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Angered alumni unsatisfied by EDMC settlement

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Andrew Russell | Trib Total Media
Stephen Harroun, 35, of Bethel Park, stands in front of a design piece of his at his home in Bethel Park, Wednesday, Dec. 9, 2015. Harroun is a former student of Pittsburgh Art Institutes who is angry about a recent $95 million settlement that provides little compensation for students. Harroun has managed to find a job and make his loan payments, but knows that many classmates have not been as fortunate and thinks the company should be held more accountable for its actions.

Mark Burkett doesn’t want anyone to know where he went to college.

He leaves the school off his resume when he applies for jobs. It is scrubbed from his LinkedIn profile.

Employers and graduate school admissions counselors don’t take the Art Institute of Pittsburgh seriously, he said.

Which is why he wants a refund.

“Would I love to have my money back? Yes, so I can start over,” said Burkett, 32, who racked up $80,000 in student loan debt for his bachelor’s degree in industrial design.

Burkett isn’t the only angry alumnus of schools owned by Education Management Corp., the Downtown-based operator of for-profit colleges that runs the Art Institutes, Argosy University, Brown Mackie College and South University. He is one of thousands of former students demanding that their loans be forgiven. More than 22,000 people have signed an online petition demanding the debts be cleared for students who attended Art Institutes between 2003 and 2011.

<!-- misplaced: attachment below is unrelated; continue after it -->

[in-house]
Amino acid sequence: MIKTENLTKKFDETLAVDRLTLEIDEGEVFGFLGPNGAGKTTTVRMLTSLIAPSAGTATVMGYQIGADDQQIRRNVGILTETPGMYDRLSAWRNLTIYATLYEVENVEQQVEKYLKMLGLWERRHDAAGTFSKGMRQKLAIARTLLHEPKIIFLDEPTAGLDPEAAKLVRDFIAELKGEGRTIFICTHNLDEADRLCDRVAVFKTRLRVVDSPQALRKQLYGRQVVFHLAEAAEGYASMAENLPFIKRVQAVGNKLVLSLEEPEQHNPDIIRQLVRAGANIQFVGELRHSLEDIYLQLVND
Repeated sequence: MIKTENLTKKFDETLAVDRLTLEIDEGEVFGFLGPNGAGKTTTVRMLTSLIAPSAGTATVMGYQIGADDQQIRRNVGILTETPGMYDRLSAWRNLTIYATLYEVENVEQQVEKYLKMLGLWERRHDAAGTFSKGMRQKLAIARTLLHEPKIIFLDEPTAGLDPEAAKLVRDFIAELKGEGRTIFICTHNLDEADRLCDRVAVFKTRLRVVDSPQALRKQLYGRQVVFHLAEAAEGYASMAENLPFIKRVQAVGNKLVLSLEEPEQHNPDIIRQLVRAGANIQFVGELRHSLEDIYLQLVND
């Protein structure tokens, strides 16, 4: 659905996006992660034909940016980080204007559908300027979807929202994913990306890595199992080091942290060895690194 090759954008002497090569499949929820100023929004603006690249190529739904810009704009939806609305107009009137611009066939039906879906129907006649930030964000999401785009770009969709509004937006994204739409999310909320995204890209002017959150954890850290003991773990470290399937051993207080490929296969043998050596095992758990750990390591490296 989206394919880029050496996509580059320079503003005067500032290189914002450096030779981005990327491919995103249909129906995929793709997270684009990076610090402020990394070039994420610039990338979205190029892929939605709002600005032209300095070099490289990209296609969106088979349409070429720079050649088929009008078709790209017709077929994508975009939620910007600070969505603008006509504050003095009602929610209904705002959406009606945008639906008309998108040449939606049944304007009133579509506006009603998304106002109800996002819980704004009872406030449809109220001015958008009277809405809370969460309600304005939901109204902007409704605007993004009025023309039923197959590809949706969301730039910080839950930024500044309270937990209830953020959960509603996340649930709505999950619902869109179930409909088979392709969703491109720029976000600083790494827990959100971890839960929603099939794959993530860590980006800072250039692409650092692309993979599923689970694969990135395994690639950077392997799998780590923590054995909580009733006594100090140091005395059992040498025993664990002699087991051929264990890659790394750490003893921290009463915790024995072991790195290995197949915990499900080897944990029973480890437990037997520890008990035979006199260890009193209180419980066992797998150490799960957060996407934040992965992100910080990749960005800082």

Alumni have protested outside of EDMC campuses and criticized the company on social media. Critics say the company got off cheap in a $95.5 million settlement of a federal lawsuit over allegations of illegal recruiting practices, money that will go to the federal and state coffers but not a dime for former students.

EDMC says it respects students’ rights to organize and is doing what it can to offer financial help with scholarships, grants and forgiving some of the loans it made to students.

But there’s nothing it can do on federal loans, said EDMC spokesman Bob Greenlee. Nor will it take responsibility for the amount students borrowed.

“We can’t limit the amount of debt a student chose to take on,” he said. “That’s their own decision.”

Former students say they were duped by the very same recruiting practices that were at the center of the lawsuit the company settled with the Justice Department and a dozen states.

At least three U.S. senators have joined calls to wipe out debts for EDMC students. The chances are slim that there will be any loan relief coming soon, given regulators’ reluctance to put the school out of business with more penalties, said Kevin Kinser, a professor who studies the for-profit college industry at State University of New York at Albany.